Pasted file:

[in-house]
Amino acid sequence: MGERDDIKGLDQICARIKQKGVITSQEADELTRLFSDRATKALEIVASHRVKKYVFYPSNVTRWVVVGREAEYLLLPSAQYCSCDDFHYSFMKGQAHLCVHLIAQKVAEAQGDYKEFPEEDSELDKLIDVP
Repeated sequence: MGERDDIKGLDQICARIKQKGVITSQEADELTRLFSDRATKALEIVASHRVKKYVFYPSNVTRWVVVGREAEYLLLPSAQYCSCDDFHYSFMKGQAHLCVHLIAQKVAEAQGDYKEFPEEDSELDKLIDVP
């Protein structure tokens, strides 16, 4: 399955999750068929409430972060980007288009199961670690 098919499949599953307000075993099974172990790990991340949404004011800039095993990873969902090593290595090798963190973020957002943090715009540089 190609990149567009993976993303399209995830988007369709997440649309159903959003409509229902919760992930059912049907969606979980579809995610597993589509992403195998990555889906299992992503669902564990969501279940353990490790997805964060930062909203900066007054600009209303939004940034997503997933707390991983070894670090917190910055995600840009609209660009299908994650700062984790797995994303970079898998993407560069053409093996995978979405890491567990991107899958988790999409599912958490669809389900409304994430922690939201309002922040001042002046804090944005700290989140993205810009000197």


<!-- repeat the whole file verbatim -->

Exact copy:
[in-house]
Amino acid sequence: MGERDDIKGLDQICARIKQKGVITSQEADELTRLFSDRATKALEIVASHRVKKYVFYPSNVTRWVVVGREAEYLLLPSAQYCSCDDFHYSFMKGQAHLCVHLIAQKVAEAQGDYKEFPEEDSELDKLIDVP
Repeated sequence: MGERDDIKGLDQICARIKQKGVITSQEADELTRLFSDRATKALEIVASHRVKKYVFYPSNVTRWVVVGREAEYLLLPSAQYCSCDDFHYSFMKGQAHLCVHLIAQKVAEAQGDYKEFPEEDSELDKLIDVP
């Protein structure tokens, strides 16, 4: 399955999750068929409430972060980007288009199961670690 098919499949599953307000075993099974172990790990991340949404004011800039095993990873969902090593290595090798963190973020957002943090715009540089 190609990149567009993976993303399209995830988007369709997440649309159903959003409509229902919760992930059912049907969606979980579809995610597993589509992403195998990555889906299992992503669902564990969501279940353990490790997805964060930062909203900066007054600009209303939004940034997503997933707390991983070894670090917190910055995600840009609209660009299908994650700062984790797995994303970079898998993407560069053409093996995978979405890491567990991107899958988790999409599912958490669809389900409304994430922690939201309002922040001042002046804090944005700290989140993205810009000197």